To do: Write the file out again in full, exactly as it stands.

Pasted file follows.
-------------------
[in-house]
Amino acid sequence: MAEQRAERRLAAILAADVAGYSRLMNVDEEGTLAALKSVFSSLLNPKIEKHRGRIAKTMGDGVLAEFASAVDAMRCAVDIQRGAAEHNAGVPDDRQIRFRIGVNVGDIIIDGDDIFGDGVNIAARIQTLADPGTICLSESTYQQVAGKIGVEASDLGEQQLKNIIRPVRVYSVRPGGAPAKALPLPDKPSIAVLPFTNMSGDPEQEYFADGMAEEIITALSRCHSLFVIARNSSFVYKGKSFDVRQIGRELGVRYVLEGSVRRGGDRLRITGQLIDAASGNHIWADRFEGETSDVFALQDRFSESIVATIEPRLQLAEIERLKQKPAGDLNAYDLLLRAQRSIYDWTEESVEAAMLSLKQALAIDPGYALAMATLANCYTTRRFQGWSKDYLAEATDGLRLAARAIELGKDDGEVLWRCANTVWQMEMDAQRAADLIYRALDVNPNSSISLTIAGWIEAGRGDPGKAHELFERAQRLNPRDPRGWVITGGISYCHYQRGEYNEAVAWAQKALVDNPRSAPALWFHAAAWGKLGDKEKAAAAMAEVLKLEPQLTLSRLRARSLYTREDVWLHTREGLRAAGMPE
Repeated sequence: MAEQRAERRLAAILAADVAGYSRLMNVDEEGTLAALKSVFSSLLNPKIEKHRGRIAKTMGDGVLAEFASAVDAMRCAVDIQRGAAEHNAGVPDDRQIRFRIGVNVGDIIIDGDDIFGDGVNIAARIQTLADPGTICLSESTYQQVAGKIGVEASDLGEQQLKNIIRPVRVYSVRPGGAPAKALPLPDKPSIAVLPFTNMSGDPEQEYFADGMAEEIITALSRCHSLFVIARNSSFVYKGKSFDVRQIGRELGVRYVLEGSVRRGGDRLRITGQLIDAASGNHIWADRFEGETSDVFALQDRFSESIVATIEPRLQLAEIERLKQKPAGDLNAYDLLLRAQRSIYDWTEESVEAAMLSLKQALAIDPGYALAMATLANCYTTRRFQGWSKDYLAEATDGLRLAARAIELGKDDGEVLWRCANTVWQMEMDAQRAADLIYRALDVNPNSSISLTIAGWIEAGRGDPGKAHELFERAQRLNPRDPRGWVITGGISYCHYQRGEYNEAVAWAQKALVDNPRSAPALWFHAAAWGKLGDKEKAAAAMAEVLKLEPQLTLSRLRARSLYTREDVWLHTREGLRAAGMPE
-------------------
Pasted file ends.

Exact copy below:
[in-house]
Amino acid sequence: MAEQRAERRLAAILAADVAGYSRLMNVDEEGTLAALKSVFSSLLNPKIEKHRGRIAKTMGDGVLAEFASAVDAMRCAVDIQRGAAEHNAGVPDDRQIRFRIGVNVGDIIIDGDDIFGDGVNIAARIQTLADPGTICLSESTYQQVAGKIGVEASDLGEQQLKNIIRPVRVYSVRPGGAPAKALPLPDKPSIAVLPFTNMSGDPEQEYFADGMAEEIITALSRCHSLFVIARNSSFVYKGKSFDVRQIGRELGVRYVLEGSVRRGGDRLRITGQLIDAASGNHIWADRFEGETSDVFALQDRFSESIVATIEPRLQLAEIERLKQKPAGDLNAYDLLLRAQRSIYDWTEESVEAAMLSLKQALAIDPGYALAMATLANCYTTRRFQGWSKDYLAEATDGLRLAARAIELGKDDGEVLWRCANTVWQMEMDAQRAADLIYRALDVNPNSSISLTIAGWIEAGRGDPGKAHELFERAQRLNPRDPRGWVITGGISYCHYQRGEYNEAVAWAQKALVDNPRSAPALWFHAAAWGKLGDKEKAAAAMAEVLKLEPQLTLSRLRARSLYTREDVWLHTREGLRAAGMPE
Repeated sequence: MAEQRAERRLAAILAADVAGYSRLMNVDEEGTLAALKSVFSSLLNPKIEKHRGRIAKTMGDGVLAEFASAVDAMRCAVDIQRGAAEHNAGVPDDRQIRFRIGVNVGDIIIDGDDIFGDGVNIAARIQTLADPGTICLSESTYQQVAGKIGVEASDLGEQQLKNIIRPVRVYSVRPGGAPAKALPLPDKPSIAVLPFTNMSGDPEQEYFADGMAEEIITALSRCHSLFVIARNSSFVYKGKSFDVRQIGRELGVRYVLEGSVRRGGDRLRITGQLIDAASGNHIWADRFEGETSDVFALQDRFSESIVATIEPRLQLAEIERLKQKPAGDLNAYDLLLRAQRSIYDWTEESVEAAMLSLKQALAIDPGYALAMATLANCYTTRRFQGWSKDYLAEATDGLRLAARAIELGKDDGEVLWRCANTVWQMEMDAQRAADLIYRALDVNPNSSISLTIAGWIEAGRGDPGKAHELFERAQRLNPRDPRGWVITGGISYCHYQRGEYNEAVAWAQKALVDNPRSAPALWFHAAAWGKLGDKEKAAAAMAEVLKLEPQLTLSRLRARSLYTREDVWLHTREGLRAAGMPE